Tuesday, September 23, 2014

The Pact: Three Young Men Make a Promise and Fulfill a Dream

The journey to become a doctor is not an easy path for anyone, let alone for a young person growing up in a crime-ridden neighborhood surrounded by negative influences. Yet three best friends facing those exact challenges succeeded in obtaining medical degrees. How?

Drs. Sampson Davis, George Jenkins and Rameck Hunt met as students in Newark, New Jersey. Told in alternating voices in each chapter, each of the three shares his story with the reader from childhood to the present (as of 2002, the time of publication). While each man has a different story to tell (one was arrested and spent time in juvenile detention, another managed to stay out of fights and avoid conflict throughout his childhood), the common thread is that they worked incredibly hard throughout high school, college and medical school to get to where they are now. Each reached points where he felt he might give up -- whether it was problems in his family, academic failure, financial hardships or just plain stress, and his friends were there to support him and encourage him to get back on track. This message is an important one for our students. Young people are frequently lectured on the negative effects of peer pressure and how destructive it can be to “hang out with the wrong crowd.” This memoir sheds light on the flip side of that pressure, and the opportunities that come from surrounding oneself with positive thinkers and ambitious, hard-working friends.  --Anja Kennedy

Davis, Sampson, George Jenkins, and Rameck Hunt.  The Pact: Three Young Men Make a Promise and Fulfill a Dream.  New York: Penguin.  2002.  Print.

Thursday, September 18, 2014

Jon Scieszka Presents Guys Write for Guys Read

Bizarre sports initiation rituals, dating, fathers, brothers - the list of topics expounded on in this nonfiction collection goes on and on.  Written by men, for young men, the all-star lineup of authors and illustrators includes Walter Dean Myers, Chris Crutcher, Jack Prelutsky, Ned Vizzini, Marc Aronson, Dave Pilkey, and Jack Gantos, and Matt Groening, to name a few.  Each of the ninety short biographical stories weigh in at two pages or less, making them a good fit for classroom use.  With the wide range of topics and styles offered, Guys Write for Guys Read is a versatile tool for teachers and librarians.  Particular stories recommended by my English teaching colleague include Walter Dean Myers’ “Daydreams,” Will Weaver’s “Training the Bear,” and David Shannon’s “No, David!”  Each selection includes biographical information about the author and a short selected bibliography. --Regan Schwartz

Scieszka, Jon, ed. Guys Write for Guys Read. New York: Viking, 2008. Print.

Monday, September 15, 2014

Sudden Fiction Latino: Short Short stories from the United States and Latin America

For Passages Academy it seems that Latino History Month and our ELA short story curricular unit are destined to occur at the same time each Fall. Thus, teachers seeking extremely short fiction, totalling about four pages or less, and stories with a connection to Latino/a history, may be interested in this volume.  Although many of the stories will not appeal to reluctant adolescent readers, short pieces by literary greats like Rudolfo Anaya (“The Native Lawyer”) and Gabriel Garica Marquez (“Light is Like Water”), may serve as a worthy introduction to these canonical authors.   “Day Ah Dallas Mare Toes,” by Luna Calderon, and “Counterfeit,” by Edmundo Paz Soldan, on the other hand, have a charm all their own and might just provoke meaningful discussion on themes of truth, deceit, family, and death and the role of names in literary texts and life.  This link from the publisher allows readers to view the entire table of contents, some of which are hyperlinked to permit previews of the text.  --Jessica Fenster-Sparber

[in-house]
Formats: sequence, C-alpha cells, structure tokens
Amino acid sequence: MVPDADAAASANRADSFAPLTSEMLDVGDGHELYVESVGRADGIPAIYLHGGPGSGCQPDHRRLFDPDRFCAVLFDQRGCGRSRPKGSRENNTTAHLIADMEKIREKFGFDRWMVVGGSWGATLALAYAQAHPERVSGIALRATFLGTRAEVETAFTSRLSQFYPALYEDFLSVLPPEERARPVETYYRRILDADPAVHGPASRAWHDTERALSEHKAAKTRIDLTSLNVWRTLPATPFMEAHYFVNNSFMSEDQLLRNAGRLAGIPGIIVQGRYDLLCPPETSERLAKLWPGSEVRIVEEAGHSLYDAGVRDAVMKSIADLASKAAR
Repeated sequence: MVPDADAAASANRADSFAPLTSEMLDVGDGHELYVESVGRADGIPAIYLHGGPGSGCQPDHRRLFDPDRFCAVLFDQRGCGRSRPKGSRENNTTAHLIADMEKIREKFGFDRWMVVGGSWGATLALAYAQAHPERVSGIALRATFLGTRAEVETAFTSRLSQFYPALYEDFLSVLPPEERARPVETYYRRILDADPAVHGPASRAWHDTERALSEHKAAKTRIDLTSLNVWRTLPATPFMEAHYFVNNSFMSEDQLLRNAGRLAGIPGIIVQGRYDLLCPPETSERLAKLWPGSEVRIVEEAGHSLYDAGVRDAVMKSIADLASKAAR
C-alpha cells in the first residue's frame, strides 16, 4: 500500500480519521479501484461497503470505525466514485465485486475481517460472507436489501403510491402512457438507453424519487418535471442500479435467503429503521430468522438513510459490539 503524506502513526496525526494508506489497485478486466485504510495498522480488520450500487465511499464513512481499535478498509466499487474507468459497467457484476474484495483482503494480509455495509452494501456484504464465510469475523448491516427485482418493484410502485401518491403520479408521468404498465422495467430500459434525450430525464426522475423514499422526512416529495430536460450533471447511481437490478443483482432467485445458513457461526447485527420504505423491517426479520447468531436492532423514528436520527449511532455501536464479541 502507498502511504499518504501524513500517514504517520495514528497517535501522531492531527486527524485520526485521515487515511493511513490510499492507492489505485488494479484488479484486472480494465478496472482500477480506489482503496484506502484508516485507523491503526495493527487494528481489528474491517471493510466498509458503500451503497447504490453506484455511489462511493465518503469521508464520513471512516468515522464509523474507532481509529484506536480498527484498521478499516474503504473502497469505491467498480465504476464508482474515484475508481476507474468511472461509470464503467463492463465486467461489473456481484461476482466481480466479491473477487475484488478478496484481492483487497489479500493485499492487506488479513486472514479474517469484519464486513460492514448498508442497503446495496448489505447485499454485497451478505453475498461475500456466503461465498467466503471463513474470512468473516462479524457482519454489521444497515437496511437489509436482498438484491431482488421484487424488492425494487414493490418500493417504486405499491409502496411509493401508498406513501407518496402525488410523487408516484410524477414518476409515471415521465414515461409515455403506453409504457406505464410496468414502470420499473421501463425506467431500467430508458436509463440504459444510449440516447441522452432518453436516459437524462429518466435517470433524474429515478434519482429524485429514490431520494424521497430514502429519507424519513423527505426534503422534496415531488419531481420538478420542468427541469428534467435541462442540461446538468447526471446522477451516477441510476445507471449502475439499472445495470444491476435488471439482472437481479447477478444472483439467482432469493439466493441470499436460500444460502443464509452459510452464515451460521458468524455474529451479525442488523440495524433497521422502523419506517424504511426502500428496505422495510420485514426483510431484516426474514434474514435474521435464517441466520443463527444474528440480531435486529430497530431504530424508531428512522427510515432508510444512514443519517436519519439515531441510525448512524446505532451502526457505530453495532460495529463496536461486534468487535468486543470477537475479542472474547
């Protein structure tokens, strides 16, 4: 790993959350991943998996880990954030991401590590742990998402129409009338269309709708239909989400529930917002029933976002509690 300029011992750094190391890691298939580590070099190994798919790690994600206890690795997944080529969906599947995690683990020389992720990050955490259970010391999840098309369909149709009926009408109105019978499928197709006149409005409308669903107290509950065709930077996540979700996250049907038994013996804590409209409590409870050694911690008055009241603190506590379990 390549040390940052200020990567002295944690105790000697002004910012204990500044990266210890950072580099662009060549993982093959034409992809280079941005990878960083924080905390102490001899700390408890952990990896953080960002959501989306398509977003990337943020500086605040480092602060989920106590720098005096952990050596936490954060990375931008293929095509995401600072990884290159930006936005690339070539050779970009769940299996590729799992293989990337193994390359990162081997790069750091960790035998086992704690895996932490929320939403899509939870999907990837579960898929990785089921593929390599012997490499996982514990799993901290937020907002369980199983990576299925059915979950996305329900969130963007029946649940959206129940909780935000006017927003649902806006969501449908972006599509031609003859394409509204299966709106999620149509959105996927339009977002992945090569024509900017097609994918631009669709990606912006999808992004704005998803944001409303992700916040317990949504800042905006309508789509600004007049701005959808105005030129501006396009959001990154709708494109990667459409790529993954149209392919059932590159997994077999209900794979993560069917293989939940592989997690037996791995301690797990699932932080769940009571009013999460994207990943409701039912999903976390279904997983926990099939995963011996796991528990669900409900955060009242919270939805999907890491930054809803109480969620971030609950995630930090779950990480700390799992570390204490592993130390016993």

Shapard, James Thomas and Ray Gonzalez (Eds.)  Sudden Latino Fiction:  Short-short stories form the United States and Latin America.  New York:  W. W. Norton & Company, 2010.

Thursday, September 11, 2014

Above Hallowed Ground: A photographic record of September 11, 2001 by photographers of the New York Police Department

For young people who were not born yet or may have been newly born, and for older readers who want to remember or enrich their memory, Above Hallowed Ground is a serviceable pictorial which begins with crisp NYPD photographs of September 11th, 2001 and ends with the site of Ground Zero, cleared in April, 2002.  This coffee-table sized volume is punctuated by images of details and memorials and well-captioned throughout.  An introduction paints the event in the most dramatic of terms and leaves the full-color images to tell the rest of the story.  A useful text to visit during a national day of remembrance. For additional topical texts reviewed in this blog, readers may want to view The 9/11 Report and One Nation --Jessica Fenster-Sparber

Tuesday, September 9, 2014

Interview Spotlight: Principal Terrell

Welcome back!  I hope you had a wonderful summer.  I’m excited to start the new year and this new year has brought a new principal at Passages.  Ms. Terrell joined us last week and graciously took a few moments out of her extraordinarily busy schedule to give us a short interview so that we could introduce her to you.  Without further ado, please meet Ms. Avis Terrell.  

JFS:  Can you tell us a little bit about what you were doing before taking the helm at Passages?*

AT: Before Passages, I was the principal of an all boys school, Urban Assembly Academy of History and Citizenship for Young men (UAAHC), located inside the Taft Campus.

JFS: What is your favorite kind of text to read?  Where is your favorite place to read?